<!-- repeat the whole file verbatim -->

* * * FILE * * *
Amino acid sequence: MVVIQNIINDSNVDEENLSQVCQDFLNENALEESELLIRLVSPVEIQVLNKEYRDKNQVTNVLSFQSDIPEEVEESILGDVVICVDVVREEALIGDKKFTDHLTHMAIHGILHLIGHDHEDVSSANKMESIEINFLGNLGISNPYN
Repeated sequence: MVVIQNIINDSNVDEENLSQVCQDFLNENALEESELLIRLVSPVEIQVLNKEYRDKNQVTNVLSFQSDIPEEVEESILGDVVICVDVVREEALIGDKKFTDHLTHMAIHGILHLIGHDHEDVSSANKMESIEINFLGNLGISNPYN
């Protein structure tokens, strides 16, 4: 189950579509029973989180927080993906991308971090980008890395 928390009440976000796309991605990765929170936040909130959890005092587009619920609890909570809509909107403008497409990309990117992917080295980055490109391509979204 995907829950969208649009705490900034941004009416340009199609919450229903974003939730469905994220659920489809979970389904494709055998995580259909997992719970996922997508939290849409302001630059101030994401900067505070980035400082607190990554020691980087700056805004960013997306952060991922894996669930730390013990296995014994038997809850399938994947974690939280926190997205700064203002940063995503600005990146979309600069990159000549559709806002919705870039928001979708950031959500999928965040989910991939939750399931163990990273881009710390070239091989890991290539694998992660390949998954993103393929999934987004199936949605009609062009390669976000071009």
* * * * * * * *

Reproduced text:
Amino acid sequence: MVVIQNIINDSNVDEENLSQVCQDFLNENALEESELLIRLVSPVEIQVLNKEYRDKNQVTNVLSFQSDIPEEVEESILGDVVICVDVVREEALIGDKKFTDHLTHMAIHGILHLIGHDHEDVSSANKMESIEINFLGNLGISNPYN
Repeated sequence: MVVIQNIINDSNVDEENLSQVCQDFLNENALEESELLIRLVSPVEIQVLNKEYRDKNQVTNVLSFQSDIPEEVEESILGDVVICVDVVREEALIGDKKFTDHLTHMAIHGILHLIGHDHEDVSSANKMESIEINFLGNLGISNPYN
């Protein structure tokens, strides 16, 4: 189950579509029973989180927080993906991308971090980008890395 928390009440976000796309991605990765929170936040909130959890005092587009619920609890909570809509909107403008497409990309990117992917080295980055490109391509979204 995907829950969208649009705490900034941004009416340009199609919450229903974003939730469905994220659920489809979970389904494709055998995580259909997992719970996922997508939290849409302001630059101030994401900067505070980035400082607190990554020691980087700056805004960013997306952060991922894996669930730390013990296995014994038997809850399938994947974690939280926190997205700064203002940063995503600005990146979309600069990159000549559709806002919705870039928001979708950031959500999928965040989910991939939750399931163990990273881009710390070239091989890991290539694998992660390949998954993103393929999934987004199936949605009609062009390669976000071009």